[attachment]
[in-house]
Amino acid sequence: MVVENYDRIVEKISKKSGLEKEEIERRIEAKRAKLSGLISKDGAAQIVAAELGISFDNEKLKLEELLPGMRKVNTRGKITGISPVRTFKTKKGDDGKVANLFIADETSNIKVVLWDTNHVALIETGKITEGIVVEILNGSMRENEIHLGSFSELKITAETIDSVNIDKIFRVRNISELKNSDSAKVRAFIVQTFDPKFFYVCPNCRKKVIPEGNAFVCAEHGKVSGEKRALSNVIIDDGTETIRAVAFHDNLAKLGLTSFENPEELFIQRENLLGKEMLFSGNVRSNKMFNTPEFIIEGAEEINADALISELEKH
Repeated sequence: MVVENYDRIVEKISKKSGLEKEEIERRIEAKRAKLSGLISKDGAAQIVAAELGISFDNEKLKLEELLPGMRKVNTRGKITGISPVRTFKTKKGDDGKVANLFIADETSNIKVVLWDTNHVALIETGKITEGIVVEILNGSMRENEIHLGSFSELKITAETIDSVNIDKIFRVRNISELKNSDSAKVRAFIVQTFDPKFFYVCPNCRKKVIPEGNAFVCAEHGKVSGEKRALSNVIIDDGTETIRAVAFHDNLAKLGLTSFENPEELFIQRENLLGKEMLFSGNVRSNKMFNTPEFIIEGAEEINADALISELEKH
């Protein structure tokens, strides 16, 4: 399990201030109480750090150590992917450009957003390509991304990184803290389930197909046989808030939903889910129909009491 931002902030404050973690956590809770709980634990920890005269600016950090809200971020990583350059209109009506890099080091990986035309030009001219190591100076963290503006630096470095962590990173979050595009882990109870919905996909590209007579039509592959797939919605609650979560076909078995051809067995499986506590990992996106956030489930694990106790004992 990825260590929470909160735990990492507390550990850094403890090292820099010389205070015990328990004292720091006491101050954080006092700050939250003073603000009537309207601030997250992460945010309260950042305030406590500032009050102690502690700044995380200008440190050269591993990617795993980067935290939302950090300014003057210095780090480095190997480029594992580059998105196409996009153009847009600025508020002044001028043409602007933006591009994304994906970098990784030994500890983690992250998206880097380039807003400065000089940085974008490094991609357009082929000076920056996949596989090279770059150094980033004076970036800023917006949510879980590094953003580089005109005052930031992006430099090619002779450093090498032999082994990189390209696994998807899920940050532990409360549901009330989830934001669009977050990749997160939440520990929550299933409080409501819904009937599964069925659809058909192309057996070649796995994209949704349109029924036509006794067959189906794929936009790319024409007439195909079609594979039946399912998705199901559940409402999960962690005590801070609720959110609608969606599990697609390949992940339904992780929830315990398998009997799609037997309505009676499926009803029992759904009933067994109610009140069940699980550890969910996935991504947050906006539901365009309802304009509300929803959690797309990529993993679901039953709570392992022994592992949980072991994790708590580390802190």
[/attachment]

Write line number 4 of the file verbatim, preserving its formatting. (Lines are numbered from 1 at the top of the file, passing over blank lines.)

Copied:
């Protein structure tokens, strides 16, 4: 399990201030109480750090150590992917450009957003390509991304990184803290389930197909046989808030939903889910129909009491 931002902030404050973690956590809770709980634990920890005269600016950090809200971020990583350059209109009506890099080091990986035309030009001219190591100076963290503006630096470095962590990173979050595009882990109870919905996909590209007579039509592959797939919605609650979560076909078995051809067995499986506590990992996106956030489930694990106790004992 990825260590929470909160735990990492507390550990850094403890090292820099010389205070015990328990004292720091006491101050954080006092700050939250003073603000009537309207601030997250992460945010309260950042305030406590500032009050102690502690700044995380200008440190050269591993990617795993980067935290939302950090300014003057210095780090480095190997480029594992580059998105196409996009153009847009600025508020002044001028043409602007933006591009994304994906970098990784030994500890983690992250998206880097380039807003400065000089940085974008490094991609357009082929000076920056996949596989090279770059150094980033004076970036800023917006949510879980590094953003580089005109005052930031992006430099090619002779450093090498032999082994990189390209696994998807899920940050532990409360549901009330989830934001669009977050990749997160939440520990929550299933409080409501819904009937599964069925659809058909192309057996070649796995994209949704349109029924036509006794067959189906794929936009790319024409007439195909079609594979039946399912998705199901559940409402999960962690005590801070609720959110609608969606599990697609390949992940339904992780929830315990398998009997799609037997309505009676499926009803029992759904009933067994109610009140069940699980550890969910996935991504947050906006539901365009309802304009509300929803959690797309990529993993679901039953709570392992022994592992949980072991994790708590580390802190």